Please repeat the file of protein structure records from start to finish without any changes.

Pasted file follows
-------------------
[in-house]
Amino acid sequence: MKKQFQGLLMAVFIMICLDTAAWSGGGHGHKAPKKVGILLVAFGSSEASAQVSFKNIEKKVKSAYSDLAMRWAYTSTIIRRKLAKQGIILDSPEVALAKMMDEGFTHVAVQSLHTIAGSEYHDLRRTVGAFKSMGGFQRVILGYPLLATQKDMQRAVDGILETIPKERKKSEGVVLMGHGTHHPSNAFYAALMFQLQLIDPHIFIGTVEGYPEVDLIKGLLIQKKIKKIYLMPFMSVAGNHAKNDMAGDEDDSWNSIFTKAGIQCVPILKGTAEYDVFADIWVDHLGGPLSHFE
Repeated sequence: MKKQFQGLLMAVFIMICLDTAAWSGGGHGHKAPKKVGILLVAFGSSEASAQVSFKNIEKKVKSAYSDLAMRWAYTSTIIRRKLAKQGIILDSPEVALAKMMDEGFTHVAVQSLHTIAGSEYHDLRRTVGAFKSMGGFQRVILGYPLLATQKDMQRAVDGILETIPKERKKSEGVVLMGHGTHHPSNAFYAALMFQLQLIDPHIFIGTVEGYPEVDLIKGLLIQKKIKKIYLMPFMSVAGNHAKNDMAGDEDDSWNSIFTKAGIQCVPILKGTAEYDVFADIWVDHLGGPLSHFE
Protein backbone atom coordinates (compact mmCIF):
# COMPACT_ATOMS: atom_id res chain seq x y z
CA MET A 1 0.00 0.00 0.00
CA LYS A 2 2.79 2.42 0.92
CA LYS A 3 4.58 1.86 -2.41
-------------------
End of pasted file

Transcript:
[in-house]
Amino acid sequence: MKKQFQGLLMAVFIMICLDTAAWSGGGHGHKAPKKVGILLVAFGSSEASAQVSFKNIEKKVKSAYSDLAMRWAYTSTIIRRKLAKQGIILDSPEVALAKMMDEGFTHVAVQSLHTIAGSEYHDLRRTVGAFKSMGGFQRVILGYPLLATQKDMQRAVDGILETIPKERKKSEGVVLMGHGTHHPSNAFYAALMFQLQLIDPHIFIGTVEGYPEVDLIKGLLIQKKIKKIYLMPFMSVAGNHAKNDMAGDEDDSWNSIFTKAGIQCVPILKGTAEYDVFADIWVDHLGGPLSHFE
Repeated sequence: MKKQFQGLLMAVFIMICLDTAAWSGGGHGHKAPKKVGILLVAFGSSEASAQVSFKNIEKKVKSAYSDLAMRWAYTSTIIRRKLAKQGIILDSPEVALAKMMDEGFTHVAVQSLHTIAGSEYHDLRRTVGAFKSMGGFQRVILGYPLLATQKDMQRAVDGILETIPKERKKSEGVVLMGHGTHHPSNAFYAALMFQLQLIDPHIFIGTVEGYPEVDLIKGLLIQKKIKKIYLMPFMSVAGNHAKNDMAGDEDDSWNSIFTKAGIQCVPILKGTAEYDVFADIWVDHLGGPLSHFE
Protein backbone atom coordinates (compact mmCIF):
# COMPACT_ATOMS: atom_id res chain seq x y z
CA MET A 1 0.00 0.00 0.00
CA LYS A 2 2.79 2.42 0.92
CA LYS A 3 4.58 1.86 -2.41